Cuozzo v Italian Line, 'Italia'

CourtUnited States District Courts. 2nd Circuit. United States District Courts. 2nd Circuit. Southern District of New York
Date11 December 1958
United States, District Court, Southern District, New York.
Italian Line, ItaliaSociet per Azioni di NavigazioneGenoa.

Jurisdiction On the high seas Injury to alien Aboard foreign vessel Maritime tort Litigation in municipal court Discretionary nature of jurisdiction The law of the United States of America.

The Facts.The plaintiff, an Italian national resident in the United States, sued the defendant, a shipping line incorporated in Italy but doing business, in the United States, for injuries which the plaintiff had sustained on the high seas, allegedly through the negligence of the defendant, while she was a passenger on one of the ships of the defendant. The action was brought on the civil side of the District Court. On a motion to dismiss the action for lack of jurisdiction,

Held: that the motion must be granted unless the plaintiff should consent to transfer the action to the admiralty side of the Court. As a matter of the municipal law of the United States, the Court lacked jurisdiction over a civil action between two aliens. However, under the municipal law of that country, the federal District Courts were invested with maritime jurisdiction and had, even if both parties were aliens, discretion to retain jurisdiction on their admiralty side over a maritime action when such action appeared necessary to prevent a failure of justice or when the rights of the parties would thereby be promoted. Since the plaintiff and all her witnesses were residents of the United States, the Court should exercise its discretion to retain jurisdiction in this case.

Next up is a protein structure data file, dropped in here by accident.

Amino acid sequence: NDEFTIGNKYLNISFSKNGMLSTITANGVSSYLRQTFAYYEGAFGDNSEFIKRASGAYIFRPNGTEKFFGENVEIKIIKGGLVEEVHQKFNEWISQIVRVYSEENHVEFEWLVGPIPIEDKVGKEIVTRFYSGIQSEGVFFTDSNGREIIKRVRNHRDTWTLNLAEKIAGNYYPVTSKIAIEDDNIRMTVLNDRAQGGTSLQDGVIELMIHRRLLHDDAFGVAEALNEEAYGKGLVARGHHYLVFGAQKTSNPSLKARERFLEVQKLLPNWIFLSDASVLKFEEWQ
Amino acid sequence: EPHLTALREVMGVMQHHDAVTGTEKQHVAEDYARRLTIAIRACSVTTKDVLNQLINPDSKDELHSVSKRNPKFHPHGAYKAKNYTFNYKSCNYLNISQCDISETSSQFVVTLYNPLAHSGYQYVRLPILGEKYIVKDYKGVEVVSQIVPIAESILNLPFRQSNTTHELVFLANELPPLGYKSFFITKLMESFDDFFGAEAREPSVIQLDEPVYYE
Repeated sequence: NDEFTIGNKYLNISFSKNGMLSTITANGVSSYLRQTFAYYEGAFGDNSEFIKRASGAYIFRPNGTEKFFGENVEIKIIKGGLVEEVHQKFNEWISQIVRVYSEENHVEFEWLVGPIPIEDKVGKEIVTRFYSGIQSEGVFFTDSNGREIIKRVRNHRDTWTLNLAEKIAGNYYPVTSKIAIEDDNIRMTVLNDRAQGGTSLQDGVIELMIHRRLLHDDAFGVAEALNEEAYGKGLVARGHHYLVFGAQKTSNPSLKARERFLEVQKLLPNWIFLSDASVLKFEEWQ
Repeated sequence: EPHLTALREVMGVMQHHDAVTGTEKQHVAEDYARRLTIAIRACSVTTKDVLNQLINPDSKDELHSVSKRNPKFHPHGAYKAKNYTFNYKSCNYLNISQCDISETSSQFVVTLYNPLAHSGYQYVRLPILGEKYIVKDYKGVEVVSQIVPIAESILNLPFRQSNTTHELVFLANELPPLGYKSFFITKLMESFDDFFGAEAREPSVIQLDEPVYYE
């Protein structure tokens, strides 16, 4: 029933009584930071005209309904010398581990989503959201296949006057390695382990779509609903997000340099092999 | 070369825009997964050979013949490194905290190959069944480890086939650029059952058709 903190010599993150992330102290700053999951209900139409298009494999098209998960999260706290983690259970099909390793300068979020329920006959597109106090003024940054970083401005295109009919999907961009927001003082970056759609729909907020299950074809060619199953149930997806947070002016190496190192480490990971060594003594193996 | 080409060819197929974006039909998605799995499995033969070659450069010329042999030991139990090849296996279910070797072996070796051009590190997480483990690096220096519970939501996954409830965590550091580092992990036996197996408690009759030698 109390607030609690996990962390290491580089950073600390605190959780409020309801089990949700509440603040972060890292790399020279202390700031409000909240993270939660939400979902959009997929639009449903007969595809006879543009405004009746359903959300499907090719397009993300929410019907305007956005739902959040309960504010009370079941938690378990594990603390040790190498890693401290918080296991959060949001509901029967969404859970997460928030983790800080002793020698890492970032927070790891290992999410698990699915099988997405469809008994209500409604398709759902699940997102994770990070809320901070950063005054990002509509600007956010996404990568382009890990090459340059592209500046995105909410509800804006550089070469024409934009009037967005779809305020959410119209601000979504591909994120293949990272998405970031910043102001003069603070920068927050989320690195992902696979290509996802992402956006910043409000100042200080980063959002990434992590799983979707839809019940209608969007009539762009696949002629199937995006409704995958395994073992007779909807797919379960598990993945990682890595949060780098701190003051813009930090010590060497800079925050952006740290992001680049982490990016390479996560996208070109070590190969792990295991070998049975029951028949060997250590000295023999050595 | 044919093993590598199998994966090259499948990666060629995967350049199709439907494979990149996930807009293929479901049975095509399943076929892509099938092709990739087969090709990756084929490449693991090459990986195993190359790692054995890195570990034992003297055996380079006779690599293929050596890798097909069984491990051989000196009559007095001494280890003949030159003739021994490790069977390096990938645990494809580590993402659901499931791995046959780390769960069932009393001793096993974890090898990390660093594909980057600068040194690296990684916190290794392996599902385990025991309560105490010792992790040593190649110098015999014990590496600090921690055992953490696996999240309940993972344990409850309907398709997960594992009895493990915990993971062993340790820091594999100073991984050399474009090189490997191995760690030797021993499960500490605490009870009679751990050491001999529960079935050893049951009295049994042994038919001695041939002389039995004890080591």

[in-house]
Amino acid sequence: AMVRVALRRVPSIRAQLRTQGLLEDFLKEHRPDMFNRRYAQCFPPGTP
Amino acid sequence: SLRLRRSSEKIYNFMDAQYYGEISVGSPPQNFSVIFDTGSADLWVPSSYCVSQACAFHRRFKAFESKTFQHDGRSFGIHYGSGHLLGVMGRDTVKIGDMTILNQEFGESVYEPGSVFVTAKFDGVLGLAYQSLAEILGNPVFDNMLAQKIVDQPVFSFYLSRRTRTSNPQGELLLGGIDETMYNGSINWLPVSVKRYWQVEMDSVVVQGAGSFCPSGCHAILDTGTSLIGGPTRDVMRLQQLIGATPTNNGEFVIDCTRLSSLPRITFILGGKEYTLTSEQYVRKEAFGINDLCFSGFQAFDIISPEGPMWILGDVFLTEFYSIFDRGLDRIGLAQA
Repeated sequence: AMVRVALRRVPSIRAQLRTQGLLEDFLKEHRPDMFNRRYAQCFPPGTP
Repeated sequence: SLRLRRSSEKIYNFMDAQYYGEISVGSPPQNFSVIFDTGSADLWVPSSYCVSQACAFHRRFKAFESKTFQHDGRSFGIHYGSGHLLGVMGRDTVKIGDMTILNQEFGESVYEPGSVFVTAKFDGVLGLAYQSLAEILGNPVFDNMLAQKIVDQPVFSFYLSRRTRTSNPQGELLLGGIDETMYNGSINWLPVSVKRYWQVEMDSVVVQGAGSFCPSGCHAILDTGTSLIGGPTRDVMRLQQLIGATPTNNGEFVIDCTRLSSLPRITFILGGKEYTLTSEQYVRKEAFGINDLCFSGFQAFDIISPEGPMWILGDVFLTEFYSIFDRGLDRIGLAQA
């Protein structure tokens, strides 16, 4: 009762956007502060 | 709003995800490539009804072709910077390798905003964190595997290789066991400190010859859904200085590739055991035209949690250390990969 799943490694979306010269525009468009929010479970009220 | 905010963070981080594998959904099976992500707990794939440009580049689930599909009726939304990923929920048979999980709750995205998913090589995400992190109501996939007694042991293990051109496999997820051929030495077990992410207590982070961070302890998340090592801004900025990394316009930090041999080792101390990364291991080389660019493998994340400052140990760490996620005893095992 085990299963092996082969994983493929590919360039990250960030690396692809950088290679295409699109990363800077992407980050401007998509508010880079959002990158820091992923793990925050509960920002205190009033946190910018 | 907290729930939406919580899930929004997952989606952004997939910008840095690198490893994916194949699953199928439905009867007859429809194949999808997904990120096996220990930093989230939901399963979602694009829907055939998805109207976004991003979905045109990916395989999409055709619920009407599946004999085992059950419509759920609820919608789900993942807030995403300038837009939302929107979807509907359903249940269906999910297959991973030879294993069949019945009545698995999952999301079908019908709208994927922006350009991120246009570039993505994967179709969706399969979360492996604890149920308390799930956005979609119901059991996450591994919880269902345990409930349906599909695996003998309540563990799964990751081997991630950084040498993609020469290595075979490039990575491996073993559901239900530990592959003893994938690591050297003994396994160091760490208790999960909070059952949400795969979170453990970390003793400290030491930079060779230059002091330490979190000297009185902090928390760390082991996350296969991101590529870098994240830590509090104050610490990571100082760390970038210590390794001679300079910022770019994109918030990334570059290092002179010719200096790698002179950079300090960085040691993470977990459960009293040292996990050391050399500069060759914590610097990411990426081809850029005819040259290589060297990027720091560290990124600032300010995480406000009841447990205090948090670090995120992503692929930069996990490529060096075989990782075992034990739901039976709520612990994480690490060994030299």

After dealing with issues of the law of the United States, the Court said: However, the plaintiff contends that this court has jurisdiction, despite the alienship of the parties, because the case involves a maritime tort and by the specific language of the Judicial Code, 28 U.S.C.A. 1333, jurisdiction thereover is vested in this court.1

An action based upon an injury to a passenger of a vessel while on the high seas and caused by negligence comes within the scope of a maritime cause of action. The PlymouthUNKUNK, 1866, 3 Wall. 20, 70 U.S. 20, 18 L.Ed. 125; The Admiral PeoplesUNKUNK, 1935, 295 U.S. 649, 55 S.Ct. 885, 79 L.Ed. 1633. Where, however, the suit is between aliens,

this court, while it is not obligated to take jurisdiction, may in its discretion do so, when it is necessary to prevent a failure of justice or when the rights of parties would thereby be best promoted. Heredia v. Davies, 4...

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